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Out with the old and in with the new. And while some aren't happy about it, others have accepted the change.
The federal government banned production of incandescent light bulbs as of Jan. 1. And while local stores might have some left, once they are gone, the ban means you won't be able to get any more.
Incandescent bulbs have been used in the United States for more than a century. The first bans covered 75- and 100-watt bulbs. The most recent ban covers 40- and 60-watt bulbs.
Ryan Mattingly, assistant manager at Caulk Hardware, said the ban means customers will have to purchase higher efficiency halogen bulbs, compact fluorescent lamps and LED bulbs instead.
"They're basically trying to do away with anything that wasn't energy efficient."
Mattingly said some customers stocked up on the incandescent bulbs when the federal government announced the ban.
Some customers have been upset with the change, Mattingly said, because higher energy efficient bulbs cost more.
A representative at Walmart said the store still had some incandescent bulbs as of last Thursday.
"Once we sell out of the product, we just won't sell it anymore," he said.
Gray Hash, manager at Lake Village Hardware, said about half of the light bulbs sold at his store are incandescent. He said he hasn't seen customers stock up on the older bulbs.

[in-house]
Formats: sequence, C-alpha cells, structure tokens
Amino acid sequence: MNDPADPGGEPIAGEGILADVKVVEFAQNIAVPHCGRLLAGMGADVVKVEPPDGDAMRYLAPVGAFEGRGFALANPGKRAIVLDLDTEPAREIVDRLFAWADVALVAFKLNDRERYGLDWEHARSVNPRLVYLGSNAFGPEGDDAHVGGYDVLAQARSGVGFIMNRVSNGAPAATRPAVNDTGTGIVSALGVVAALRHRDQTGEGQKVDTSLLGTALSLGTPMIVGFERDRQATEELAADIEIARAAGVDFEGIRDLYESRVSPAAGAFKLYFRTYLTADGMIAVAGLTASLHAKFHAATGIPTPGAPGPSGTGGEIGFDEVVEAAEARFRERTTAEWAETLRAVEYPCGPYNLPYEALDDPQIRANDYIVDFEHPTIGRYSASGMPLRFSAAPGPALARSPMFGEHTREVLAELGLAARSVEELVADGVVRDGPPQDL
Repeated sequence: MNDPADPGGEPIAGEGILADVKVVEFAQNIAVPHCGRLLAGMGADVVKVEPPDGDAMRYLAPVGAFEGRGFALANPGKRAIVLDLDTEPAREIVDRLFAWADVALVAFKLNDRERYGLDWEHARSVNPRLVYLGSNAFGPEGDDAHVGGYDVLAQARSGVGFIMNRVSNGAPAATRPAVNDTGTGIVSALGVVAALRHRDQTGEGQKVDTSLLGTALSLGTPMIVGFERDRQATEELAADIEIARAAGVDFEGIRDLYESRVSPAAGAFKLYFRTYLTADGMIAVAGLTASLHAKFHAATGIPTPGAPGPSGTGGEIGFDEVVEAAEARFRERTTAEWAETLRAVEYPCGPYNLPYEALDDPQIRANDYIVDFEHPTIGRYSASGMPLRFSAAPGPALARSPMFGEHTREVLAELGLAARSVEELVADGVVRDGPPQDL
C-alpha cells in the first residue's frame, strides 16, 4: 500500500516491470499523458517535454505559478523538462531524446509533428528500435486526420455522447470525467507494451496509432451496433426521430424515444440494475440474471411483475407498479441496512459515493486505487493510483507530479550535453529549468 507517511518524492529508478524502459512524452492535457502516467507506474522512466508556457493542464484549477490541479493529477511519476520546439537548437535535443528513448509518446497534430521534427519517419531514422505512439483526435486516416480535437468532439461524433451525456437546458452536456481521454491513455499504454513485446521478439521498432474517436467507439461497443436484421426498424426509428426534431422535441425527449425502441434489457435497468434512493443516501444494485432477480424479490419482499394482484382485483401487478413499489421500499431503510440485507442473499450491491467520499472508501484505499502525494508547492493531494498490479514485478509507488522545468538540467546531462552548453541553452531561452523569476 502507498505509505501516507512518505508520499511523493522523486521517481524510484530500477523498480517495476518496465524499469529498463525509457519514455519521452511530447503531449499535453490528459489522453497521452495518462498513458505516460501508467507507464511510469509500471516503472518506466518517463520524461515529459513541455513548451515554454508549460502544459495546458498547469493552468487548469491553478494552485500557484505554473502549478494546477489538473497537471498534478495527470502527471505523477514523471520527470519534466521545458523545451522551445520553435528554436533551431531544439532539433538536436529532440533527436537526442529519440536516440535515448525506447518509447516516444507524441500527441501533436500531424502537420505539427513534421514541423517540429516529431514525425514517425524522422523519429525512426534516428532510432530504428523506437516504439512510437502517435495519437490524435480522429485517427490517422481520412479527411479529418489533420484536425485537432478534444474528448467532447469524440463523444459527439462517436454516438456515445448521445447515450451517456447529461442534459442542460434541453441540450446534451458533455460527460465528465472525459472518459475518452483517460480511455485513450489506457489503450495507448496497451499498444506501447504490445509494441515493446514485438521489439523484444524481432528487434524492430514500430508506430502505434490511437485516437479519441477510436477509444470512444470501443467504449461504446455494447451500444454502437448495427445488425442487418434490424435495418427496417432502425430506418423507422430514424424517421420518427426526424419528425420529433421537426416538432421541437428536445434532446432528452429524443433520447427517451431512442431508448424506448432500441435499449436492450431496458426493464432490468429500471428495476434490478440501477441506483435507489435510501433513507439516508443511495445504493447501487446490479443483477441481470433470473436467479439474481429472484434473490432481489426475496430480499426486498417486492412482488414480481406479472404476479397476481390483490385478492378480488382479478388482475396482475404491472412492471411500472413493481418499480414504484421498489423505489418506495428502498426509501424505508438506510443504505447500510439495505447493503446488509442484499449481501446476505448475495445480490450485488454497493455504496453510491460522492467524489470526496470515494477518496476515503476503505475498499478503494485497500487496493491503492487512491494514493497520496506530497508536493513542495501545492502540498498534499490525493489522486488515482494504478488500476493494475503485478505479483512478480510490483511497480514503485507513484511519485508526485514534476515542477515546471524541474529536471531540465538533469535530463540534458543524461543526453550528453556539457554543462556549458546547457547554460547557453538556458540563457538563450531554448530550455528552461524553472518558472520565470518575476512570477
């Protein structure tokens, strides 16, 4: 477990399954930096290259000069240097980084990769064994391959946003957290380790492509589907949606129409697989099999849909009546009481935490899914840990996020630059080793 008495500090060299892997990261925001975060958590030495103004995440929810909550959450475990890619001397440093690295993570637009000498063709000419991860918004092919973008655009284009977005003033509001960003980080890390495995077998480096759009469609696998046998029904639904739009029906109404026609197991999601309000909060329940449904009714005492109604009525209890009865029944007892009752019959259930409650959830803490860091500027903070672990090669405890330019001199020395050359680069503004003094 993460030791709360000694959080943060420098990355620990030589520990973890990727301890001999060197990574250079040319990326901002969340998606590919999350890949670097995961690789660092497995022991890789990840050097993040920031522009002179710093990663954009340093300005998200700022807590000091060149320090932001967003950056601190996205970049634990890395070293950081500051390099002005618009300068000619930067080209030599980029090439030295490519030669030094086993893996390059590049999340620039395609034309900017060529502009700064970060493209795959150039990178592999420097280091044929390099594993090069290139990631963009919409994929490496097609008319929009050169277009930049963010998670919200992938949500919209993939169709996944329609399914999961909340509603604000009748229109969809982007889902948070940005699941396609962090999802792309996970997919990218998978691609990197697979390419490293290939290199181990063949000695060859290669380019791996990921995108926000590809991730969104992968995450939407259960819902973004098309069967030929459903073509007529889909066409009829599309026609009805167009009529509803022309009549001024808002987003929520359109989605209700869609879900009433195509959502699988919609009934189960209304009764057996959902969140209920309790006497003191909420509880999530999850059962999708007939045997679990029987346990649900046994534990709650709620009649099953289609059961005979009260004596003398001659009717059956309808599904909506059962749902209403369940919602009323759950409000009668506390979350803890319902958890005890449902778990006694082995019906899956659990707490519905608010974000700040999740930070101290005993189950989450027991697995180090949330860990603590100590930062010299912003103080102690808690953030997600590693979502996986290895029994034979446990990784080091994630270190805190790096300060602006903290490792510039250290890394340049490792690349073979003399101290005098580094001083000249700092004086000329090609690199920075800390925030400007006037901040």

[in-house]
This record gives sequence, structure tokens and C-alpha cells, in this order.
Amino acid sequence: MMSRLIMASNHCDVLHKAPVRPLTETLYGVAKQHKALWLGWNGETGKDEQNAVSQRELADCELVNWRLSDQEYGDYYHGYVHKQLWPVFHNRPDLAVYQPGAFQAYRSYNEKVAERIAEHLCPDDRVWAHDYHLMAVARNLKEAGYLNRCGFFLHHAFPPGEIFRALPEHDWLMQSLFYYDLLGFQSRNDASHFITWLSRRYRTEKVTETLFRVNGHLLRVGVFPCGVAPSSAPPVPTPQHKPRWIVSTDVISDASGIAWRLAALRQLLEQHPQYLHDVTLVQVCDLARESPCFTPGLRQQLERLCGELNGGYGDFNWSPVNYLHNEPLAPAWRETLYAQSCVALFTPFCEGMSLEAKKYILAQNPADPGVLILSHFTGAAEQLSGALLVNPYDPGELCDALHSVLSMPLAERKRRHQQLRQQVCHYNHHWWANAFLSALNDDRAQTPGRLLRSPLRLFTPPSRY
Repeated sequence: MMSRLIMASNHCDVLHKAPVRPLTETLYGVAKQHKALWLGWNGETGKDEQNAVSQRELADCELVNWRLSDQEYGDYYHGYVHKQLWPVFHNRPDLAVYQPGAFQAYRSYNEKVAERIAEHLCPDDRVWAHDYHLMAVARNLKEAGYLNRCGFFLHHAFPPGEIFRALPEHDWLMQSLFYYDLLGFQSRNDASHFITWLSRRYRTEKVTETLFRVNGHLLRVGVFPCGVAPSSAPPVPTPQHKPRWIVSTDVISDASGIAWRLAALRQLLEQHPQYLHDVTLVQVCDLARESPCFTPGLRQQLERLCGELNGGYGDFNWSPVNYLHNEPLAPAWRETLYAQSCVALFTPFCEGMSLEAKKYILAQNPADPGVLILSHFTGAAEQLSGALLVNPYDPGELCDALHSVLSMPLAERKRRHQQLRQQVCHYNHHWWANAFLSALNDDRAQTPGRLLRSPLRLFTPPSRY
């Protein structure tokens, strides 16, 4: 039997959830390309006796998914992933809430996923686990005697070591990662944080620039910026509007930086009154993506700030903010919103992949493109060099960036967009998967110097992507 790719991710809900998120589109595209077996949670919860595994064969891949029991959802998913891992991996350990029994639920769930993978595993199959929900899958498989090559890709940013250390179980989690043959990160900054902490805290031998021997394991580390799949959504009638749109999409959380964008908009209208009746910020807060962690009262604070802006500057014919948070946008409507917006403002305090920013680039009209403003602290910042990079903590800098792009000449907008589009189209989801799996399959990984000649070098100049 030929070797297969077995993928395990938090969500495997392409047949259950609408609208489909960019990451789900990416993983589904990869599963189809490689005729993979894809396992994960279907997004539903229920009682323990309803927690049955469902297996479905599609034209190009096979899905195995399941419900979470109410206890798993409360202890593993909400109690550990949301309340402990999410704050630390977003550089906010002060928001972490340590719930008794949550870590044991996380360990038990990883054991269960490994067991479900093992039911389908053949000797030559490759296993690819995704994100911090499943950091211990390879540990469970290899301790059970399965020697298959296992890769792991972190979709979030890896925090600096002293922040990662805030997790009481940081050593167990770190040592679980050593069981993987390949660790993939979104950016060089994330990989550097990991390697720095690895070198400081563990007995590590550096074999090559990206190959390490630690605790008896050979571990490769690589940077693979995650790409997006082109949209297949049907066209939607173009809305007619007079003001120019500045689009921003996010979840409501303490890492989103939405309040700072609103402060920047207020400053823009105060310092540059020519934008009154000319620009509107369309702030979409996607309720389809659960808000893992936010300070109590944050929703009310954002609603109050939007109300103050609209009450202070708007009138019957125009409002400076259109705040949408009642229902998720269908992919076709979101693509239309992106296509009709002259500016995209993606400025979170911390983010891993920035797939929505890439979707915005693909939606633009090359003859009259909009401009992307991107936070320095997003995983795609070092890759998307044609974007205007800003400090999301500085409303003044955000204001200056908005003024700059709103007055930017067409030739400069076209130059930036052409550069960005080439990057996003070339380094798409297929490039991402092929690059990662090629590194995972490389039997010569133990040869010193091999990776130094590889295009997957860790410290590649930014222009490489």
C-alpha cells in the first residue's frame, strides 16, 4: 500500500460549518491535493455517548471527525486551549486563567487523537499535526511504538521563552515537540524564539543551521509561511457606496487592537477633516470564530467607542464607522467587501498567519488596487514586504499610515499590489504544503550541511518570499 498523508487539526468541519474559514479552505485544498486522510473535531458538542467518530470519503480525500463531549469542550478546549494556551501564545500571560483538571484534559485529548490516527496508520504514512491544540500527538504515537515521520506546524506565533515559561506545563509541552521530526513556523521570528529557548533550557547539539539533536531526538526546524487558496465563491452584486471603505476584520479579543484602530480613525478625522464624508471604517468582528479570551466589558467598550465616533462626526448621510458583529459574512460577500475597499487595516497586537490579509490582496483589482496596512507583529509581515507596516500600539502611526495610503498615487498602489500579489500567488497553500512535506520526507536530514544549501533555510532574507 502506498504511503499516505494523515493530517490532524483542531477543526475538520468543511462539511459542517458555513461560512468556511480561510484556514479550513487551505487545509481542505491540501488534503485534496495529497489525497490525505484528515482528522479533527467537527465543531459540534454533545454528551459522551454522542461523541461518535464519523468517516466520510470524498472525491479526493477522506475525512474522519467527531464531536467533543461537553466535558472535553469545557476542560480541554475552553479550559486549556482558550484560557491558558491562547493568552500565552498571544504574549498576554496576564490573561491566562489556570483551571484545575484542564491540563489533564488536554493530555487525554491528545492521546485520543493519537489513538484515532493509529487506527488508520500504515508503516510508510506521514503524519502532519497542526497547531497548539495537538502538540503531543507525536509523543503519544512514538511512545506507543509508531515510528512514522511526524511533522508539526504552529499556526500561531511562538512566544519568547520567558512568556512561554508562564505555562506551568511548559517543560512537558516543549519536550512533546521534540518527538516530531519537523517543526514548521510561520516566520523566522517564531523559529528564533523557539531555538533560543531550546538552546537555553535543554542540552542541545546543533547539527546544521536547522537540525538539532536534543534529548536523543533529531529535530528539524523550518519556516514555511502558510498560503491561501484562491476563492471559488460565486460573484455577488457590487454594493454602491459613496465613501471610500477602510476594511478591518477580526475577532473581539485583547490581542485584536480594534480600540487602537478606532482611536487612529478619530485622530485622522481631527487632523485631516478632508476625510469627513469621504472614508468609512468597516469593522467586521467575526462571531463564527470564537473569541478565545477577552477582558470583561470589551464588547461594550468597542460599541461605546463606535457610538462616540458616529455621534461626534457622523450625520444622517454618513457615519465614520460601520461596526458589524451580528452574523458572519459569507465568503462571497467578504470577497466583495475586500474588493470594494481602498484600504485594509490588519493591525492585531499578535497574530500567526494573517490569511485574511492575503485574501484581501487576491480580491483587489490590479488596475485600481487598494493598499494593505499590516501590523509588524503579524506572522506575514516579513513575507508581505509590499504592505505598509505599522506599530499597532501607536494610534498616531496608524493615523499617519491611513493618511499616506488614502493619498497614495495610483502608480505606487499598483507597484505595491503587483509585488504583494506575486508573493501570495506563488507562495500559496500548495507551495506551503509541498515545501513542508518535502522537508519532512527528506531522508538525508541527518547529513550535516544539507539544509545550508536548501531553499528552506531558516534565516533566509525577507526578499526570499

Shelbie Jean Bryant, co-owner of PC Clark Supply, also still has some older bulbs available, but she said some customers have come in to stock up.
She said customers seem to be content to switch to the newer bulbs. She said the CFL and LED bulbs have grown in popularity in the last few years.
A representative at Lowe's referred comment for this story to the company's home office.
According to a news release on the Lowe's website, even though they are now banned, residents can keep using the incandescent bulbs they have. The ban only states that companies can no longer make the old bulbs.
The release states that residents likely won't notice a difference between the old and new bulbs. Halogen light bulbs have a crisp, white light, the release states, and there are halogen bulbs that offer the characteristics of traditional bulbs.
Energy efficient bulbs last much longer, the release states, at an average of more than 22 years, and will cost about $30 to operate. Incandescent bulbs, the release states, would cost $165 over the same period.